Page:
This October, the British Library will be showcasing a very interesting relic in their new exhibit on Anglo Saxon kingdoms. Europe’s oldest and best preserved book will be on display for the public to view. For any who don’t know anything about the St. Cuthbert Gospel, here’s some background on the Europe’s most ancient, readable tome.
Image via Diocese of Westminster Youth Ministry
Saint Cuthbert was regarded to be the patron saint of northern England. After his death in 687, the saint became more well known for his remains, as they didn’t submit to decay for over ten years. This miracle lead to a small following of cult like tendencies which worshiped the dead saint. It was shortly after this, in 697, that someone placed the book on the saint.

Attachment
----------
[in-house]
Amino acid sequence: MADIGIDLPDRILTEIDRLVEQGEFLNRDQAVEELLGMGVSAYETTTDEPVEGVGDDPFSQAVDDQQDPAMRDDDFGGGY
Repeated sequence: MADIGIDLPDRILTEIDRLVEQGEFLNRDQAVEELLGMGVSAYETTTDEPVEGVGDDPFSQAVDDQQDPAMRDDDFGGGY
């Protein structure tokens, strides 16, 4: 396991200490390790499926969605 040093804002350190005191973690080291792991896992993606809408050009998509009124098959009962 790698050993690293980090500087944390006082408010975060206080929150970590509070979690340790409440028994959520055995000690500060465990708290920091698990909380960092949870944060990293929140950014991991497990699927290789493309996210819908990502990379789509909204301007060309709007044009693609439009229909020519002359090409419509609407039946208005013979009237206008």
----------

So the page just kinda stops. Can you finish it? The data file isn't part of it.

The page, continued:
Known as the Saint Cuthbert’s Gospel or Stonyhurst Gospel, the book is a copy of the Gospel of John. It was not uncommon for people to pay tribute to saintly figures during the time of Cuthbert’s death, and many have concluded that the book was left as a talisman for the dead saint to have in the afterlife.
Image via NPR
The Stonyhurst Gospel will be on display on October 19th at the British Library. However, this isn’t the only artifact to be showcased; the library is having their Anglo-Saxon Kingdoms: Art, Word, War, exhibit with many other relics from the past. In addition to the exhibit, the British Library also has the entire Saint Cuthbert Gospel online to read, so be sure to read up on all the medieval knowledge you desire!
Featured Image via Wikipedia